The same patient was readmitted to our clinic for circumcision eight years later (figure II). His family informed us that he had a home accident and have a big cut in the scalp two years ago, which healed without any bleeding problem. All his hematological tests were controlled again and none of them revealed any finding of bleeding diathesis. Circumcision was done without any problem and the patient was discharged one day after the operation. However, the patient was hospitalized again due to the bleeding from phrenilum on 8th postoperative day. The bleeding was started when they removed the crust from the phrenilum. There was 2 sq. mm. rough surface on the phrenulum, probably the area under the crust that the patient removed, was the source of the bleeding. Following surgical homeostasis, Fibrin glue and compressive dressing was applied to the surface of the phrenulum4. He was followed up with fresh frozen plasma transfusions and opioid analgesics for five days and discharged without any sequel.
Hemostasis is a series of events, initiated by injury to vascular wall, leading to the deposition of platelets adhering to components of the subendothelium. Degranulation of preformed granular contents of these platelets reinforces the recruitment and adhesion of more platelets to the site of injury and therefore enlargement of the platelet plug. Vasoconstriction of injured vessel walls and beginning of the coagulation cascade that in turn ends up with conversion of fibrinogen to fibrin, which increases the platelet plug mass, strengthen and stabilize the plug. Therefore, coagulation is the end result of platelet aggregation, vasoconstriction and fibrin formation cascades. Although these events seem to be separate sets of coagulation phenomenon, in fact there are several overlapping and control steps in these cascades. Therefore, a disorder of one of these cascades does not only upsets its own cascade but also disturbs or slow down the other cascades of the coagulation and clinical outcome is the prolonged and intractable bleeding.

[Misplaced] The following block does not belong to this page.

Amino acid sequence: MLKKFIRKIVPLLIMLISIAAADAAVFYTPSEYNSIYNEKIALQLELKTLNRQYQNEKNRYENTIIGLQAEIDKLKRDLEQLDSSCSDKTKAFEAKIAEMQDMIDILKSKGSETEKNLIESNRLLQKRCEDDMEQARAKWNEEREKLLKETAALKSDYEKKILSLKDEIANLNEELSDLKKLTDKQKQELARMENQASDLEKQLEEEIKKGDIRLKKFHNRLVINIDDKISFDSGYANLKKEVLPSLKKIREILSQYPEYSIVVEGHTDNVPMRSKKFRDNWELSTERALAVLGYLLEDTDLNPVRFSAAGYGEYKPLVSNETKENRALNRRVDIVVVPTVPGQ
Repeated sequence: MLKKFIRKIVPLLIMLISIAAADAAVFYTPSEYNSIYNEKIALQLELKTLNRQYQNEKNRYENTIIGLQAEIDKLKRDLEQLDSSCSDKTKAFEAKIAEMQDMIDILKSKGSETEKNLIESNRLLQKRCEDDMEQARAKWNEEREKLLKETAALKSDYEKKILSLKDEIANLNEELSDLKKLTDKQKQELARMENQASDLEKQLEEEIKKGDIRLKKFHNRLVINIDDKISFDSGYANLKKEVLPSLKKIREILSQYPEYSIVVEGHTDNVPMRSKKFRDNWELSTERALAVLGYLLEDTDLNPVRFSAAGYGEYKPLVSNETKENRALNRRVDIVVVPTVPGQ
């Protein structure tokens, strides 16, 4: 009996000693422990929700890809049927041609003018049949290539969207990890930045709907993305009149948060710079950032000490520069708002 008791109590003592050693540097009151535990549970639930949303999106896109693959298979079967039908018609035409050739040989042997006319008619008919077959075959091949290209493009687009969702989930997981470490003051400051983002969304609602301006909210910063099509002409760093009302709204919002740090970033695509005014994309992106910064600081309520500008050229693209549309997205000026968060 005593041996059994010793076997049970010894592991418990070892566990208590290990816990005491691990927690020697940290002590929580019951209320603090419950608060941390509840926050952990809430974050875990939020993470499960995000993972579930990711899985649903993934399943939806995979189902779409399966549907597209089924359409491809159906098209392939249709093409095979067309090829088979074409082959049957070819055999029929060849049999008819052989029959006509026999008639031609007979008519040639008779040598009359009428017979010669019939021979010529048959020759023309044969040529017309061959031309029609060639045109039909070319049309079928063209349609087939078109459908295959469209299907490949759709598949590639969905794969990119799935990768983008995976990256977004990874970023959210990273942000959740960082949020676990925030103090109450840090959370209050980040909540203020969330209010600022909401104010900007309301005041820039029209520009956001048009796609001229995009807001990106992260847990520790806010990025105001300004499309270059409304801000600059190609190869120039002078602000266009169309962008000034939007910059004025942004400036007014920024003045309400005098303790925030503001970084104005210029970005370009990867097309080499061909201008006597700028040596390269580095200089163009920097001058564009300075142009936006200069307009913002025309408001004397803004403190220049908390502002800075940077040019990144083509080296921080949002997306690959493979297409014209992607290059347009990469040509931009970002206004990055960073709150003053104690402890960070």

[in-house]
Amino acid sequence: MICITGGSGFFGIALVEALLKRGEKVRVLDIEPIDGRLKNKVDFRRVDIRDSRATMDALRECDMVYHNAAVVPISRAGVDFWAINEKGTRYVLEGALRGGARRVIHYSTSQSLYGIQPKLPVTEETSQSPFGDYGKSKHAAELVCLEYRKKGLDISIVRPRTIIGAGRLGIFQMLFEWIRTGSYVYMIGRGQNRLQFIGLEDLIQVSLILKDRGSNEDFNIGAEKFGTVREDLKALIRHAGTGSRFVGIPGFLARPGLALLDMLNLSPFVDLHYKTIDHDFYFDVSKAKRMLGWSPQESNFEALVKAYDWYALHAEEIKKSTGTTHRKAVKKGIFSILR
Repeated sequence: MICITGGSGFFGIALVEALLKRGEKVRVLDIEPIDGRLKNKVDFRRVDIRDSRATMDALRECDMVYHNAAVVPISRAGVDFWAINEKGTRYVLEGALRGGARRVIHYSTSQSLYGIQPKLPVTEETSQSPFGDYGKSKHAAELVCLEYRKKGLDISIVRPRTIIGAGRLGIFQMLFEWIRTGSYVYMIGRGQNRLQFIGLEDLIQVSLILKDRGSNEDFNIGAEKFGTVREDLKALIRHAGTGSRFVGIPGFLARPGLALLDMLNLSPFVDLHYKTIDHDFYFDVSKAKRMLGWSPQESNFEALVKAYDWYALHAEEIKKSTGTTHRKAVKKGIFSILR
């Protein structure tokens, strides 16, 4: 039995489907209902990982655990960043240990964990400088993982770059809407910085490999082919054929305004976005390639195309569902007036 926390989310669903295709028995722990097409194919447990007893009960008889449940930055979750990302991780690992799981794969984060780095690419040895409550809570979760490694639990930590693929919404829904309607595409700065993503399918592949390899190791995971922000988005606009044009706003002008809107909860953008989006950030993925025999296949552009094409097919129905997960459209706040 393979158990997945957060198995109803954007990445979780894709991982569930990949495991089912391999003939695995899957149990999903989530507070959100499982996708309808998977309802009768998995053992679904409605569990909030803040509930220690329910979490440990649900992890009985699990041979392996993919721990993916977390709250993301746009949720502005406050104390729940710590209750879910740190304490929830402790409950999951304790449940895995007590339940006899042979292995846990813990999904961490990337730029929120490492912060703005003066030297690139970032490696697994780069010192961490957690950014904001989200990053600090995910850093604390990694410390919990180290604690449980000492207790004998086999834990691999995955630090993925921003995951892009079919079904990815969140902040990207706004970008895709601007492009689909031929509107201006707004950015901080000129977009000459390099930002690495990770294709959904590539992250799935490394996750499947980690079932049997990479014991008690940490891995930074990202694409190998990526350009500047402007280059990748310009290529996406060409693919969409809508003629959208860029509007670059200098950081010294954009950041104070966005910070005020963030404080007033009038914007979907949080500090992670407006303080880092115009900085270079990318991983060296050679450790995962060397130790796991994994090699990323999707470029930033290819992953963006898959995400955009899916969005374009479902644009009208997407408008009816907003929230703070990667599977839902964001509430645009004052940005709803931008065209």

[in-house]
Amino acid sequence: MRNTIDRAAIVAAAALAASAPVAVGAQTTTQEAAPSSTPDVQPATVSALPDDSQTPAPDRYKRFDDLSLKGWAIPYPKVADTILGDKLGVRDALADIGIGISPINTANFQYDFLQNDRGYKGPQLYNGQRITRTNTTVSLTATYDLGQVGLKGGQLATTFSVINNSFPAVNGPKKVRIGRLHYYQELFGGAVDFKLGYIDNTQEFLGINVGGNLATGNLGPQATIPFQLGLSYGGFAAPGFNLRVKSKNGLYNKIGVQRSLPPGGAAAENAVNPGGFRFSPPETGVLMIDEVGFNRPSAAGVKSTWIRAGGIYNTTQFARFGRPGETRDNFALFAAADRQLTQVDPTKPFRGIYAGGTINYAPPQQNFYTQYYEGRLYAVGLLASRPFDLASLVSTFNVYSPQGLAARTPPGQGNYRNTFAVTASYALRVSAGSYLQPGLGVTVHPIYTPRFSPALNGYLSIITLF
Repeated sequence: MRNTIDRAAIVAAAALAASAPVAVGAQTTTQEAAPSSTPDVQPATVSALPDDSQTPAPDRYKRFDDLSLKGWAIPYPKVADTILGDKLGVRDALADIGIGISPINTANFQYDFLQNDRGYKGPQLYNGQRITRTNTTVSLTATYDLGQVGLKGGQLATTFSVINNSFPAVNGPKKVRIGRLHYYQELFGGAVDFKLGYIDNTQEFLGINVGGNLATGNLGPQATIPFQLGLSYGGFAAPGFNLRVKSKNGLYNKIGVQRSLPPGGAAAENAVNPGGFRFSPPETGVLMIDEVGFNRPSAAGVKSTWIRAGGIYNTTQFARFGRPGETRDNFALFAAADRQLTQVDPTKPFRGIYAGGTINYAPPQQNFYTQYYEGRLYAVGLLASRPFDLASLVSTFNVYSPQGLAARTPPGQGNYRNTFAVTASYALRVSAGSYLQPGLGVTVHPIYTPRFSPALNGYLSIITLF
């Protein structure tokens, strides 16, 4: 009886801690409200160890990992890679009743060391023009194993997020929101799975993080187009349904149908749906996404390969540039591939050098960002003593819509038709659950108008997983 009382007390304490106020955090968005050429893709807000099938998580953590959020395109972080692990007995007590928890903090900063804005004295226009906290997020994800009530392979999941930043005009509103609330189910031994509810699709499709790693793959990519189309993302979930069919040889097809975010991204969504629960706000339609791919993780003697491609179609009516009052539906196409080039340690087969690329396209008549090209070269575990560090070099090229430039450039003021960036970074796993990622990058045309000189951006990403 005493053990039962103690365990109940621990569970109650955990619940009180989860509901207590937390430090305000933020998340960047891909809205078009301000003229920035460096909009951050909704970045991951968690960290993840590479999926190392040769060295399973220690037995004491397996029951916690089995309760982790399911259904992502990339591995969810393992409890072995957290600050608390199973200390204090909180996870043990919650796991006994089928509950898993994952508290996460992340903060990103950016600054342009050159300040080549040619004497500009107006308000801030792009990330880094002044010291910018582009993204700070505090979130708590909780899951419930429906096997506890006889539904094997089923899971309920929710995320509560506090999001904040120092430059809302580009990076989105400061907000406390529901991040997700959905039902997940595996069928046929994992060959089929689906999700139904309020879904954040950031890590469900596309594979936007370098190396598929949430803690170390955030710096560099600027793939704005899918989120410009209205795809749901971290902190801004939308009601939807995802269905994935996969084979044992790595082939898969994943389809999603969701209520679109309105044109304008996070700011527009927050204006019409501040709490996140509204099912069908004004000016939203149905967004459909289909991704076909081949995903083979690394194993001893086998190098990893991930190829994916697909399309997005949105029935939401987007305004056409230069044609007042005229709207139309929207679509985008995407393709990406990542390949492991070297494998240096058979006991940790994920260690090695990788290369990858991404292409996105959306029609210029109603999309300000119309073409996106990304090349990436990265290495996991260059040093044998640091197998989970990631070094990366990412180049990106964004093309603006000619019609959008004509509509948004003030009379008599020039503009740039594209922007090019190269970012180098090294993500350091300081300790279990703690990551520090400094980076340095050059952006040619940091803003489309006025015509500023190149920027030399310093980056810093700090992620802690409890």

There is no reported bleeding diathesis case diagnosed after bleeding due to an operation for repair of cleft lip/cleft palate deformity. As the age of cleft palate repair decreases, it seems that more cases with bleeding diathesis and cleft lip / cleft palate will be diagnosed. This case was presented with prolonged intractable bleeding problem, occurring not always but from time to time in different occasions (after cleft palate repair and circumcision). Our Hematology Department evaluated him for the differential diagnosis and treatment of bleeding diathesis. The entire laboratory tests, described in the literature for differential diagnosis on bleeding diathesis were performed5, all the tests revealed all hematological parameters were within normal limits.
Although the etiology cannot be clarified exactly, history of the patient (development of bleeding diathesis after elective surgical interventions but no bleeding diathesis after an acute traumatic cut) was implying the presence of VWD. In mild form of VWD, adrenalin discharge in an acute trauma may lead to discharge of von Willebrand factor from vascular endothelium, and therefore prevent the bleeding but same patient may present the findings of bleeding diathesis later in a more elective surgery.
Only supportive treatment with fresh frozen plasma transfusions was applied. The fibrin formation seem to be intact after circumcision but the formed fibrin plug (figure III) could not manage to stop the ongoing bleeding. It is interesting that the bleeding problems occurred after cleft palate repair and circumcision. The common denominator is that both, uvula and penis are mobile and under tension in soft palate movements and during erection respectively. Therefore, opioid analgesics were preferred after circumcision to prevent the penile movement due to the erection.
Although all the coagulation factors levels were measured and found to be normal, there are reports in the literature that vascular disorders may lead to bleeding diathesis6.
Canter H.I, M.D. Hacettepe University, Faculty of Medicine, Department of Plastic and Reconstructive Surgery Samanpazari, Ankara, Turkey email@example.com